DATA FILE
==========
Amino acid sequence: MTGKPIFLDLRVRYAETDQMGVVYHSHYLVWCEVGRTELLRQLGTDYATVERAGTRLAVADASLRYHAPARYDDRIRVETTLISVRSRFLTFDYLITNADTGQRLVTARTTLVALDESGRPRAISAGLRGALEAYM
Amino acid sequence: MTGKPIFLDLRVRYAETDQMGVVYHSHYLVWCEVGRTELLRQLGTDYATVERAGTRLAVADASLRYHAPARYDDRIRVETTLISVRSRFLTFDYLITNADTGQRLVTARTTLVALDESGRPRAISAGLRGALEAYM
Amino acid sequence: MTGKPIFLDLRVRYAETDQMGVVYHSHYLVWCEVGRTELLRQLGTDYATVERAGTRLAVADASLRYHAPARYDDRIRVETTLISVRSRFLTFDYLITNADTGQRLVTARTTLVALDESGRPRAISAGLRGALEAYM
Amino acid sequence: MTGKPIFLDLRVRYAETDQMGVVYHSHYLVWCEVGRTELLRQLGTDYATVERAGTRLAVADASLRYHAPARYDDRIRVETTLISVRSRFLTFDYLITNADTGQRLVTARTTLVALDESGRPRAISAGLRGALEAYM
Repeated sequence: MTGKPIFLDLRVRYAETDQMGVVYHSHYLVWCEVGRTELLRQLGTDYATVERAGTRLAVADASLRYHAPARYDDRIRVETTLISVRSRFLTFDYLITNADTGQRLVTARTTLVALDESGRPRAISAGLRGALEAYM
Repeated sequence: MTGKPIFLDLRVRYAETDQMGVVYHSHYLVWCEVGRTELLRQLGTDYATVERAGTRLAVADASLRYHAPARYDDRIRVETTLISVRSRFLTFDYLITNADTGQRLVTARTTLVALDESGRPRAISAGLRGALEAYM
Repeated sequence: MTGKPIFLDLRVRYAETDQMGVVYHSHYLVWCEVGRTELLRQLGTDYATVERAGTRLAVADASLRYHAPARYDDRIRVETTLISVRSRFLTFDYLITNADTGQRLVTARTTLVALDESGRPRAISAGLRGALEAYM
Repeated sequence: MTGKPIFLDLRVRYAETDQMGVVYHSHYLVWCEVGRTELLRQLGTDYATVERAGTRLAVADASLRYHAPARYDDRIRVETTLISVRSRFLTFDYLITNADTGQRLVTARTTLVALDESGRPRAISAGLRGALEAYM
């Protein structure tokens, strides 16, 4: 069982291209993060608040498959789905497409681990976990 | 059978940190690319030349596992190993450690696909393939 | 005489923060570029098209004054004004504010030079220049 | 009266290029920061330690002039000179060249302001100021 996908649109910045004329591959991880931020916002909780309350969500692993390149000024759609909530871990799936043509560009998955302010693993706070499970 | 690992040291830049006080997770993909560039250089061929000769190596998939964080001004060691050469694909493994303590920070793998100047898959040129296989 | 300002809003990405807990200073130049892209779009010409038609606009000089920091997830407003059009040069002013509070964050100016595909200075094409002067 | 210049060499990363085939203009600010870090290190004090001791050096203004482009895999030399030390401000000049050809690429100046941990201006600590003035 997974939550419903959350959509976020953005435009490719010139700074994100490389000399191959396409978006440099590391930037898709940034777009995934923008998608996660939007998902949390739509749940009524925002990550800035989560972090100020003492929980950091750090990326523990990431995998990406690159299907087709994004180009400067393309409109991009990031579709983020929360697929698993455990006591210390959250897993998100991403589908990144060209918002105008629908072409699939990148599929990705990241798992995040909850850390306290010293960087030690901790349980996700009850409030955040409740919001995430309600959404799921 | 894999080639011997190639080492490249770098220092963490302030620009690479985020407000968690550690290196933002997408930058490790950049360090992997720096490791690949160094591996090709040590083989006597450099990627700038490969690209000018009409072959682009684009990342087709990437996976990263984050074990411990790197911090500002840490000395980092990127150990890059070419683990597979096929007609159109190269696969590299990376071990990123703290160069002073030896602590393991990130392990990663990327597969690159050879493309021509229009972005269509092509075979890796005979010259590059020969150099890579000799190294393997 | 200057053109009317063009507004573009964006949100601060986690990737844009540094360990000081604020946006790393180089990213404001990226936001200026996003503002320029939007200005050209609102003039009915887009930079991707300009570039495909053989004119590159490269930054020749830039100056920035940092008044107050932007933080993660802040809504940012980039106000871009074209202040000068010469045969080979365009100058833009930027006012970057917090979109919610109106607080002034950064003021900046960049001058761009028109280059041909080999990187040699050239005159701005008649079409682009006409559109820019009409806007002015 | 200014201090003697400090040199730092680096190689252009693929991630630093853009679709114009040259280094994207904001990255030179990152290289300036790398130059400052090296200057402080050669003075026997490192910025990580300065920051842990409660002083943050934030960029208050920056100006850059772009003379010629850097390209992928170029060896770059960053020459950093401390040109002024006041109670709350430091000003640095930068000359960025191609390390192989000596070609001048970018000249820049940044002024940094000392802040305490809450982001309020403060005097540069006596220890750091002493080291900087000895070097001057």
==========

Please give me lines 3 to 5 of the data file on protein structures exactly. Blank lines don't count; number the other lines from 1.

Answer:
Amino acid sequence: MTGKPIFLDLRVRYAETDQMGVVYHSHYLVWCEVGRTELLRQLGTDYATVERAGTRLAVADASLRYHAPARYDDRIRVETTLISVRSRFLTFDYLITNADTGQRLVTARTTLVALDESGRPRAISAGLRGALEAYM
Amino acid sequence: MTGKPIFLDLRVRYAETDQMGVVYHSHYLVWCEVGRTELLRQLGTDYATVERAGTRLAVADASLRYHAPARYDDRIRVETTLISVRSRFLTFDYLITNADTGQRLVTARTTLVALDESGRPRAISAGLRGALEAYM
Repeated sequence: MTGKPIFLDLRVRYAETDQMGVVYHSHYLVWCEVGRTELLRQLGTDYATVERAGTRLAVADASLRYHAPARYDDRIRVETTLISVRSRFLTFDYLITNADTGQRLVTARTTLVALDESGRPRAISAGLRGALEAYM